Blog Review: Dec. 9

Modular planes; Calma history; cell-aware test; Xilinx switch-up; Grant Sinclair interview; cars and cards; personal info control; UVM naming conventions; agile methods; EDA art.


From spring-loaded knees to modular planes to a two-seater drone, there’s a new world of transportation in this week’s top engineering and technology picks from Ansys’ Justin Nescott. As for disappearing worlds, check out the sun-like star getting eaten by a black hole.

Cadence’s Paul McLellan takes a look back at archaic terminology and even older standards, with a brief history of Calma to boot.

Curious about the inside story on cell-aware test? Mentor’s Ron Press chatted with inventor Friedrich Hapke and winner of this year’s Bob Madge Innovation Award for his view on the technology.

Synopsys’ Michael Posner digs into why Xilinx changed the way it counts the capacity of its FPGAs, the switch from Logic Cells to System Logic Cells, and if the data backs up the new calculation.

ARM’s Nathan Clough sits down with Grant Sinclair, nephew of the inventor behind the UK’s first affordable mass-market home computer, for some family history and to hear of his new creation.

In an interview with Aharon Etengoff, Rambus’ Joe Gullo compares security in the automotive market to the early days of debit and credit cards before the financial industry reached a consensus on security, and the biggest hurdle is a lack of clear standards.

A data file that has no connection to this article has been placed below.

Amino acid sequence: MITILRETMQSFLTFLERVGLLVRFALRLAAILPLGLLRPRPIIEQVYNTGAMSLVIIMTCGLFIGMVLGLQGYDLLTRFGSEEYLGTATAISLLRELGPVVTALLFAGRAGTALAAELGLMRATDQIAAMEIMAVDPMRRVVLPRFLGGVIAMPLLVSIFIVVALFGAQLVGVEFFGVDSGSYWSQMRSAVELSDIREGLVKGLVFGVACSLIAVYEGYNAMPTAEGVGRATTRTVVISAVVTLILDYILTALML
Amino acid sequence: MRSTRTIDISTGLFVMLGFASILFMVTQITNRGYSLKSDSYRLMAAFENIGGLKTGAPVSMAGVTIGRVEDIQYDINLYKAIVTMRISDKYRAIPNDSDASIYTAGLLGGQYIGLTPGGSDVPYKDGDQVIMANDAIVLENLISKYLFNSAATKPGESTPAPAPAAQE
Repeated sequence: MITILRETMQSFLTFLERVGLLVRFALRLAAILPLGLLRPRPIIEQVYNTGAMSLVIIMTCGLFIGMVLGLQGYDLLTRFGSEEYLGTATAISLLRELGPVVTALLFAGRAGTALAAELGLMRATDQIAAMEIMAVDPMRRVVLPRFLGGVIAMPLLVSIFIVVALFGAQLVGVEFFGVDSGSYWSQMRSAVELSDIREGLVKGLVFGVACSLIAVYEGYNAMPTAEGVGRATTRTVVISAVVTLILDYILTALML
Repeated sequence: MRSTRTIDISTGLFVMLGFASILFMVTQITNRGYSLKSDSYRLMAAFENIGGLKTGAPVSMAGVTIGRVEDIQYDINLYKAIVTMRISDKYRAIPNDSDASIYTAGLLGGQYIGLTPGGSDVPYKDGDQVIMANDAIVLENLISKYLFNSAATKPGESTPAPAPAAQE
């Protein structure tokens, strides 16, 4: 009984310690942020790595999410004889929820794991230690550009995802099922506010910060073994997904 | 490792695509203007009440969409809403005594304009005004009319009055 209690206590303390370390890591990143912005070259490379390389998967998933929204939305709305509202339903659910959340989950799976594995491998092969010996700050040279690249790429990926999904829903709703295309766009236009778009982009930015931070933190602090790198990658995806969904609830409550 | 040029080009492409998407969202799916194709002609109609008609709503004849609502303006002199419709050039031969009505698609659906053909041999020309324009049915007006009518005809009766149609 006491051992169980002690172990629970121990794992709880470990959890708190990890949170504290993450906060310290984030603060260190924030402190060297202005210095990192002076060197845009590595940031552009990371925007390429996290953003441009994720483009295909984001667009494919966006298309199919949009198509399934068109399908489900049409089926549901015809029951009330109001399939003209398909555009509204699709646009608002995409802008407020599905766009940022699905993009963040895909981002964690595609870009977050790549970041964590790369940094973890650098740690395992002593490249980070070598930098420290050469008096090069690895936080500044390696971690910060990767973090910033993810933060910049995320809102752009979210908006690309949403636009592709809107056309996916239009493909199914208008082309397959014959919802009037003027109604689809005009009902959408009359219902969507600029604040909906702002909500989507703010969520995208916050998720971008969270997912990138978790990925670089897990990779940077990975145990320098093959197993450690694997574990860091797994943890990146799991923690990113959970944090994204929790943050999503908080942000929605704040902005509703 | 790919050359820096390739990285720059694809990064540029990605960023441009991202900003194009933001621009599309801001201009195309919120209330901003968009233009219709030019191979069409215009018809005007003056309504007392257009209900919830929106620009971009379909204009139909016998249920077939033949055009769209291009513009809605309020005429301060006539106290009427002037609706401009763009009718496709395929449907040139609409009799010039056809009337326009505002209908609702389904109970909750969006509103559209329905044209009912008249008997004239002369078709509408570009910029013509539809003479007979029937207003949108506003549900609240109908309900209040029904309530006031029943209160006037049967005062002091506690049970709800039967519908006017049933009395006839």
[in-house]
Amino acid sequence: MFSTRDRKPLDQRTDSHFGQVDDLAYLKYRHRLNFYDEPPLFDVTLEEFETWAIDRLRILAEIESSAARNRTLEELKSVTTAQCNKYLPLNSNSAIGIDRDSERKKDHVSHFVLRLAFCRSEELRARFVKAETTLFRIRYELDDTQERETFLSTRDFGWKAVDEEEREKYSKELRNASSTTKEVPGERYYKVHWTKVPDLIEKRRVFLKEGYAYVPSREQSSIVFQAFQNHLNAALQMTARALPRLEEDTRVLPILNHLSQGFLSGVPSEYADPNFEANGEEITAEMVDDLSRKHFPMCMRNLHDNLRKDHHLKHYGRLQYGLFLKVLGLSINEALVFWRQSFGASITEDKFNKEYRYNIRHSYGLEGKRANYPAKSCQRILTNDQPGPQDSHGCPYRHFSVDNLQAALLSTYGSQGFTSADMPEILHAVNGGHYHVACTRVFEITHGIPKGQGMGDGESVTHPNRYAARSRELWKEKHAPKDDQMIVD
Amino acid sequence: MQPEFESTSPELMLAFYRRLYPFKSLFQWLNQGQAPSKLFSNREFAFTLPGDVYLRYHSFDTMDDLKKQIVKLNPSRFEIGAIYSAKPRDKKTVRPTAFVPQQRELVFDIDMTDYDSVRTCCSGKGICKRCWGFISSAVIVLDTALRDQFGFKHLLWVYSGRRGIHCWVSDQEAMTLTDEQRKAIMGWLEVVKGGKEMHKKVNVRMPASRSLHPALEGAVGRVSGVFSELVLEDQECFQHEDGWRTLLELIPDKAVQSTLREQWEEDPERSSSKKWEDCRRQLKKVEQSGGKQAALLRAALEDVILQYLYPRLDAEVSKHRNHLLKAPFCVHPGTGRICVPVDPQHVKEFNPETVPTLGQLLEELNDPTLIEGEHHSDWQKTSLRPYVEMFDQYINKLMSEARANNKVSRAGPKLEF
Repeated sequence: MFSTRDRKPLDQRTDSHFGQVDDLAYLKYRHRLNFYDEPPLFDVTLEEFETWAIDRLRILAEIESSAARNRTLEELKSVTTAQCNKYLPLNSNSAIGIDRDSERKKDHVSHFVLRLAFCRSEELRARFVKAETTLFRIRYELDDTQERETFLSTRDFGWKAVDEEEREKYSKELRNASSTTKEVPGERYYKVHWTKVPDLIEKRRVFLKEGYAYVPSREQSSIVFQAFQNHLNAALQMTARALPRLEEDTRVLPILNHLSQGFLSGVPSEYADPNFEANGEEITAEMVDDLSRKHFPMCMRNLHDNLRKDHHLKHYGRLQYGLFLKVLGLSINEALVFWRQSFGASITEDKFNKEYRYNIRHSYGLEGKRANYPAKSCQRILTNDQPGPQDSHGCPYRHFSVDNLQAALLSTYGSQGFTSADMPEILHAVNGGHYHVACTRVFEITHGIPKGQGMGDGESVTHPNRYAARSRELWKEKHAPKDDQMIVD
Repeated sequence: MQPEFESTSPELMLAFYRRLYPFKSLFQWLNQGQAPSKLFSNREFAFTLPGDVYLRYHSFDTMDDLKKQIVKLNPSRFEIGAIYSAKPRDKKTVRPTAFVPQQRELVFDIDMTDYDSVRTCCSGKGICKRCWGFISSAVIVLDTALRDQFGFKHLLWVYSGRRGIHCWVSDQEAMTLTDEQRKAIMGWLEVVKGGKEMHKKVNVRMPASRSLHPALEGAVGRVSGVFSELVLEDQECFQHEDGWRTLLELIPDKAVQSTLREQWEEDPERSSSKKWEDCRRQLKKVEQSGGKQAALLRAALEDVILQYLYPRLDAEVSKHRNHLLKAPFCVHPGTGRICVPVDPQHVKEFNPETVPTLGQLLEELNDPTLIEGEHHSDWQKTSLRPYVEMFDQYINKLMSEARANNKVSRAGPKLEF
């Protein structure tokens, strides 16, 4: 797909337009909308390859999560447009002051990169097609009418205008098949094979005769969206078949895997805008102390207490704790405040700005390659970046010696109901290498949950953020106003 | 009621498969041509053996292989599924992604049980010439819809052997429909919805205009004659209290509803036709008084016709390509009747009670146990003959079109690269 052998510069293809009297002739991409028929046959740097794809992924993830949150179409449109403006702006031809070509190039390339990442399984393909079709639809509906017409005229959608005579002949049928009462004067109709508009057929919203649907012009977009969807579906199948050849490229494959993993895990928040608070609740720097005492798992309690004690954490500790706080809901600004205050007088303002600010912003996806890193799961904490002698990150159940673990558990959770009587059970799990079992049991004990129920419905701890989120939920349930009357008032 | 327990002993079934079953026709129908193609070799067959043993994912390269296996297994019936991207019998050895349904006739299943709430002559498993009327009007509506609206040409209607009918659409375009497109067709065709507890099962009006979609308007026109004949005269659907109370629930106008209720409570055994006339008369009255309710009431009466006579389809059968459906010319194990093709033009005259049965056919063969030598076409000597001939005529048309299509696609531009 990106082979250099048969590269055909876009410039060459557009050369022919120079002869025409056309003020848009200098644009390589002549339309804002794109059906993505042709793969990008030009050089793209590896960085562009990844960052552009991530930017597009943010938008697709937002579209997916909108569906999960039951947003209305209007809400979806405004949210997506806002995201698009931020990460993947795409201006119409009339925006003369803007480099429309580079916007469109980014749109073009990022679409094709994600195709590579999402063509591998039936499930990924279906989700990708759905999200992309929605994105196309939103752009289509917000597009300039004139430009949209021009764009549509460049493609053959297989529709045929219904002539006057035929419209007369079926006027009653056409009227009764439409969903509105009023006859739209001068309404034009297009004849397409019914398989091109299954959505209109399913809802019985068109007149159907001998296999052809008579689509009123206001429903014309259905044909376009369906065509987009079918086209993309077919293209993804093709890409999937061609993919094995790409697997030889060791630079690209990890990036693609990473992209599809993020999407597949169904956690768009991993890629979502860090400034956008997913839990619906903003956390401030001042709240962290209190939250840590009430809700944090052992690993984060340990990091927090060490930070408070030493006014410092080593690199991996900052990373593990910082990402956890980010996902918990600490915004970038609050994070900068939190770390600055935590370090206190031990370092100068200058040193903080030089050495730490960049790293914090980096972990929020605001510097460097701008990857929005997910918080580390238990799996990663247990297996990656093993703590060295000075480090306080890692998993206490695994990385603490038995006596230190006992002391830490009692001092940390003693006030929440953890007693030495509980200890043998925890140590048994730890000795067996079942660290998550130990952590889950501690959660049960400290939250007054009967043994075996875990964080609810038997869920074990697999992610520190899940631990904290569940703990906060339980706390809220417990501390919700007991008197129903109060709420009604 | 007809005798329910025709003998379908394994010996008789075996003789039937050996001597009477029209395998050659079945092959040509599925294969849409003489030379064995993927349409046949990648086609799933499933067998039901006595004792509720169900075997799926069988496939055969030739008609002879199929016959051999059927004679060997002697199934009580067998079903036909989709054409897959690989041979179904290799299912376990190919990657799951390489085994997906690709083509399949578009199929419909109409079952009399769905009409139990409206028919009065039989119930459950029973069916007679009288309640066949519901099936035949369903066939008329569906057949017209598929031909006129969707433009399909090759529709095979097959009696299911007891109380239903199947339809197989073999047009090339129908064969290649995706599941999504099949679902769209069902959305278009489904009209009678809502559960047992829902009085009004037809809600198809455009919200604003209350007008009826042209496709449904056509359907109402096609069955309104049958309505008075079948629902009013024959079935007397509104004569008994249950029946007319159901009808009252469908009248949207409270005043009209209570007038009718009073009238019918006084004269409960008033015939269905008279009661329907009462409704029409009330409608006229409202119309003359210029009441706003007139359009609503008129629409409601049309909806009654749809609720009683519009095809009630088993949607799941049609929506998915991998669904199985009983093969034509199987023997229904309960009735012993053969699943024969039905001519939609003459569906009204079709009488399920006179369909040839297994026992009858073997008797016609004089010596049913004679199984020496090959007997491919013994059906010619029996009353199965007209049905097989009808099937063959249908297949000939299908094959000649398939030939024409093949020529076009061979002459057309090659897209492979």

There ought to be no need to live in fear of corporate surveillance, says NXP’s John C. Havens who urges a shift in how companies collect personal data towards giving users control over what they share.

Verification blogger Tudor Timi makes a case for changing some of the long-standing naming conventions within UVM and finds a few issues while testing it out.

From Cadence’s Mixed-Signal Technology Summit, Christine Young presents a talk by UC Berkeley Professor Borivoje Nikolic who sees agile software methodologies as an answer to infusing the chip design process with greater efficiency.

Can semiconductor engineering count as fine art? Mentor’s Nazita Saye proposes that it can, and wants you (and DAC’s new exhibit) to demonstrate where science crosses over into art.

In 1939, an exhibit at the New York World’s Fair captured America’s imagination by predicting a future of self-driving cars. Today, the White House’s Jeffrey Zients and John P. Holdren explore the Department of Transportation’s latest public challenge promoting autonomous vehicles.

Plus, check out the blogs highlighted in last week’s IoT & Security newsletter:

Editor In Chief Ed Sperling contends that technology is changing far too fast for the legal and social infrastructure to be effective.

Technology Editor Ernest Worthman zeroes in on a real-life example of what happens when you hide keys in software.

Executive Editor Ann Steffora Mutschler looks at why the auto industry doesn’t use the same approaches as the chip industry and what the effects are.

Kilopass’ Charlie Cheng points to where the challenges will be for the next wave of innovation and what’s needed to solve them.

Mentor Graphics’ Brian Derrick observes that it’s not clear who the winner will be in the realm of gateways and embedded software.

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